Stewart continued to go on missions uncredited, flying with the pathfinder squadron of the 389th Bombardment Group, with his two former groups and with groups of the 20th Combat Bomb Wing. He received a second award of the Distinguished Flying Cross for actions in combat and was awarded the French Croix de Guerre. He also was awarded the Air Medal with three oak leaf clusters.
Everyone who ever got a statue was some kind of son of a bitch.
Traveling through I'm guessing?
For boys banned Marion, anyway
Anthony? John Wayne's real name was Marion Robert Morrison. Where'd you get Anthony?
I think it's been stated that the Eagleton Ron Swanson doppleganger is more or less exactly the real Nick Offerman.
I suppose this photo of is on-topic.
Fyi the writers tailored the character to him. His love of (I'm not going to attempt to spell it) that one brand of whiskey is entirely because of Offerman. There's more but that's the only one I remember well enough to venture on Reddit
Is that you, John Wayne? Is this me?
That sounds pretty manly to me.
That's where Chaz Palminteri comes in. While he's never claimed to be a gangster, unlike most of the actors playing them he is the one that grew up in the Bronx watching those men on the corner that never worked a day but always had the best clothing and the nicest cars. He insists he never worked for them but he did befriend and occasionally do favors for these guys over time. If anyone acts or speaks from experience in these roles while remaining a respected actor on and offscreen, it's Chaz every time.
DeNiro's directorial debut was an adaptation of his one man show which borrowed heavily from these experiences he had growing up.
My real name isn't roy obannon... its wyatt Earp
Actors get credit for being really smart or incredibly articulate when, in fact, they are reading words written for them by writers, and told how to say those words by directors.
Just my opinion, but writers deserve far more recognition than actors. Everyone remembers Jack Nicholson in Chinatown, but how many recognize the name Robert Towne?
Not to take away from many actors who are very good at their work, but I believe writers are usually sadly overlooked.
No, he was considered a bully at the time too. It's just there will always be a group of people who look up to and want to be the bully rather than wanting to challenge the very fact their is a hierarchy and be equals.
In my experience as a rider it does help people notice you. I used to have really quiet pipes and many times came close to being cut off, merged into, ect. After getting louder pipes those things happened noticably less. Blind spots exist, some people don't check them, and being loud enough for them to hear (but not obnoxiously loud) makes it more likely they will look for me.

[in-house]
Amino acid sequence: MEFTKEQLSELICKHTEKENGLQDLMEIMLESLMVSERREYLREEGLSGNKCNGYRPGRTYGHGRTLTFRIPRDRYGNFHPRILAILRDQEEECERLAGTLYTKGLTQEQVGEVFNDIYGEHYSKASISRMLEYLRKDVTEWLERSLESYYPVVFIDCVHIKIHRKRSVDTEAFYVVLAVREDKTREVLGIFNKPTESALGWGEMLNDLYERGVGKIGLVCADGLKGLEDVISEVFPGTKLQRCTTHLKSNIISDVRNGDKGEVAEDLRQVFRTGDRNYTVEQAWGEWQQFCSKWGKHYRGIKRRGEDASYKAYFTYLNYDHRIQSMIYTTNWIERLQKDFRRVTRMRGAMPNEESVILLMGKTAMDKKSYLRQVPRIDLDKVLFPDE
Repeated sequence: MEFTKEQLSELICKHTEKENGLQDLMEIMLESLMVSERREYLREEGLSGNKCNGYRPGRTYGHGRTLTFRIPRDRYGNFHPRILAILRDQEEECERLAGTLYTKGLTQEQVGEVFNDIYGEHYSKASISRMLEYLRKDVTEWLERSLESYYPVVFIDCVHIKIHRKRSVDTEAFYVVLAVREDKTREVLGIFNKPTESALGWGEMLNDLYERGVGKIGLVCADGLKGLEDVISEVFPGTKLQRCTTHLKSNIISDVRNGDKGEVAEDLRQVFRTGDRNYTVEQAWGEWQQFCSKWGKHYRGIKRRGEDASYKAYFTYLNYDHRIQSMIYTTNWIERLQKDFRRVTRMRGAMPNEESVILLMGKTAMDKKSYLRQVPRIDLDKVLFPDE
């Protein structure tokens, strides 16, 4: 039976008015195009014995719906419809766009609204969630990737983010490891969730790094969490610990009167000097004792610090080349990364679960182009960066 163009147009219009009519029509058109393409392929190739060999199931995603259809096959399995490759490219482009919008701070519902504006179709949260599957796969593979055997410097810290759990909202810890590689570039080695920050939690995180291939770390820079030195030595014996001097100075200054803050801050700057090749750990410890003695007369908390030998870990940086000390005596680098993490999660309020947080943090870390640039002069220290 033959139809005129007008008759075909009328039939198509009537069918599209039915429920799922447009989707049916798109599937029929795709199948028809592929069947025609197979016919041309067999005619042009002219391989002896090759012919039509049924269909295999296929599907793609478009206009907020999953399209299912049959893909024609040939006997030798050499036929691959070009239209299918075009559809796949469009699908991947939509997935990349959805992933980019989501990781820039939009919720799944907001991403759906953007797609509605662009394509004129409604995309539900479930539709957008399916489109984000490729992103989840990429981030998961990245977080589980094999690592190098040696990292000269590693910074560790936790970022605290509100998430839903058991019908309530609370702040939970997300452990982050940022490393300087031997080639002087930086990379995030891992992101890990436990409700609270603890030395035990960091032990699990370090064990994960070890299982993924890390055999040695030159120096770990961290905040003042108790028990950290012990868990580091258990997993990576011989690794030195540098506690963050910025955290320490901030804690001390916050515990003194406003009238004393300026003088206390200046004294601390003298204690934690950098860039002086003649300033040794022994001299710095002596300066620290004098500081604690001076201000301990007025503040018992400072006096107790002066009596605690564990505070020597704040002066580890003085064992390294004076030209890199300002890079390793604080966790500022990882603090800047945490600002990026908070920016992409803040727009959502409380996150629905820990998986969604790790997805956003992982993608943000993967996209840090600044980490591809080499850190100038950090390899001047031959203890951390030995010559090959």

I like how my loud pipes sound admittedly, but they do seem to help me be noticed in traffic. I don't care if people notice me in a "look at me and my bike!" type way, but I do care if they notice me in a "There's a person in traffic I should be aware of" type way.
Sean Connery pimpslapped a gangster with a gun because he didn't want him on set anymore.
Behind and to the sides. Bikers get rearended and side swiped all the time. Also, you usually can hear a loud bike coming up behind you.
This makes zero sense, because the people who don't ride are the people driving the cars that this loud pipes nonsense is supposed to help defend against. So yeah they would know if it makes a difference or not because they are literally the group of people it is supposed to be affecting.
Random acts of blowjob pizza is my go to move when stranded in a unknown town
Want some actors who were real men?
Audie Murphy and Jimmy Stewart.
I think John Wayne was a bad ass irl too if I remember correctly
Reflective jackets sure help with those blind spots that aren't always avoidable. yup.
Think about it like this. There is a disparity between the amount of people on bikes and the amount of people in cars. Because of this, bikers are constantly interacting with cars whereas car drivers are only occasionally interacting with bikers. Because of this a biker has on average far more experience with the interaction between a bike and a car than a car driver does. With this in mind it would make sense that a biker would be better informed on the subject than a car driver.